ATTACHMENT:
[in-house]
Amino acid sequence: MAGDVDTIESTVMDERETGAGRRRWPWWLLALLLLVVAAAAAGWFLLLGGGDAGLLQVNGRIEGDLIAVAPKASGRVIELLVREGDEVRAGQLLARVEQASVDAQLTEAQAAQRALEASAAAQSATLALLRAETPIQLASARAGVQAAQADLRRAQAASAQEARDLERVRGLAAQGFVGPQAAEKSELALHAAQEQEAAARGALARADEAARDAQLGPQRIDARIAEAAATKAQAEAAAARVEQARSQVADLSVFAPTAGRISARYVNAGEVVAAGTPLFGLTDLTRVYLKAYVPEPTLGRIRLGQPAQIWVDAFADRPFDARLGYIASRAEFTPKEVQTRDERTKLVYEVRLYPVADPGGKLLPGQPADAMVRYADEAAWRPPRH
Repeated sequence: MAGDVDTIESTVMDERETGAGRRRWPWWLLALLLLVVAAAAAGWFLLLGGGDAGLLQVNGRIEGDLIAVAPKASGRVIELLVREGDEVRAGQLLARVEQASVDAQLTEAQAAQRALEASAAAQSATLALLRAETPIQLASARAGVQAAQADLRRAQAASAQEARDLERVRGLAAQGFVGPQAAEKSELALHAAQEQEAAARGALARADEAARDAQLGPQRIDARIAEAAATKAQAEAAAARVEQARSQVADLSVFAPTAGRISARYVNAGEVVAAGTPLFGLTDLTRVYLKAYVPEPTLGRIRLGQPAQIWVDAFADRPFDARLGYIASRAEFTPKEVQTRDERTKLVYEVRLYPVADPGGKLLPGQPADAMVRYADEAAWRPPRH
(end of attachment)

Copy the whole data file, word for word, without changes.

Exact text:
[in-house]
Amino acid sequence: MAGDVDTIESTVMDERETGAGRRRWPWWLLALLLLVVAAAAAGWFLLLGGGDAGLLQVNGRIEGDLIAVAPKASGRVIELLVREGDEVRAGQLLARVEQASVDAQLTEAQAAQRALEASAAAQSATLALLRAETPIQLASARAGVQAAQADLRRAQAASAQEARDLERVRGLAAQGFVGPQAAEKSELALHAAQEQEAAARGALARADEAARDAQLGPQRIDARIAEAAATKAQAEAAAARVEQARSQVADLSVFAPTAGRISARYVNAGEVVAAGTPLFGLTDLTRVYLKAYVPEPTLGRIRLGQPAQIWVDAFADRPFDARLGYIASRAEFTPKEVQTRDERTKLVYEVRLYPVADPGGKLLPGQPADAMVRYADEAAWRPPRH
Repeated sequence: MAGDVDTIESTVMDERETGAGRRRWPWWLLALLLLVVAAAAAGWFLLLGGGDAGLLQVNGRIEGDLIAVAPKASGRVIELLVREGDEVRAGQLLARVEQASVDAQLTEAQAAQRALEASAAAQSATLALLRAETPIQLASARAGVQAAQADLRRAQAASAQEARDLERVRGLAAQGFVGPQAAEKSELALHAAQEQEAAARGALARADEAARDAQLGPQRIDARIAEAAATKAQAEAAAARVEQARSQVADLSVFAPTAGRISARYVNAGEVVAAGTPLFGLTDLTRVYLKAYVPEPTLGRIRLGQPAQIWVDAFADRPFDARLGYIASRAEFTPKEVQTRDERTKLVYEVRLYPVADPGGKLLPGQPADAMVRYADEAAWRPPRH